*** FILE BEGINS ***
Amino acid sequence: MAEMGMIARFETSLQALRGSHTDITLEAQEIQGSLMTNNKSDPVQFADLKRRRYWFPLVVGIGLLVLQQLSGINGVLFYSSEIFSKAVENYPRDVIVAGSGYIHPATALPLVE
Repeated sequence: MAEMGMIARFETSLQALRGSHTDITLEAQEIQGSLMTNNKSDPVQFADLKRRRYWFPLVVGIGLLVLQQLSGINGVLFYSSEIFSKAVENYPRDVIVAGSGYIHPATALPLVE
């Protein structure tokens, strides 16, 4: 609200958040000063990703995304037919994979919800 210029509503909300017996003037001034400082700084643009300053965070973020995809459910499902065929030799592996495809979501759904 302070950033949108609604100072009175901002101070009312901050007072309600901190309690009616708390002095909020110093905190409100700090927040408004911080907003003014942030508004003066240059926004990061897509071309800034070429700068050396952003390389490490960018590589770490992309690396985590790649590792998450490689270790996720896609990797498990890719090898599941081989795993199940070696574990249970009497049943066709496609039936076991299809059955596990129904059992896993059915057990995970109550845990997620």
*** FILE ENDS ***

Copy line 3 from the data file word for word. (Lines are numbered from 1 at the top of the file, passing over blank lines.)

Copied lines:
């Protein structure tokens, strides 16, 4: 609200958040000063990703995304037919994979919800 210029509503909300017996003037001034400082700084643009300053965070973020995809459910499902065929030799592996495809979501759904 302070950033949108609604100072009175901002101070009312901050007072309600901190309690009616708390002095909020110093905190409100700090927040408004911080907003003014942030508004003066240059926004990061897509071309800034070429700068050396952003390389490490960018590589770490992309690396985590790649590792998450490689270790996720896609990797498990890719090898599941081989795993199940070696574990249970009497049943066709496609039936076991299809059955596990129904059992896993059915057990995970109550845990997620």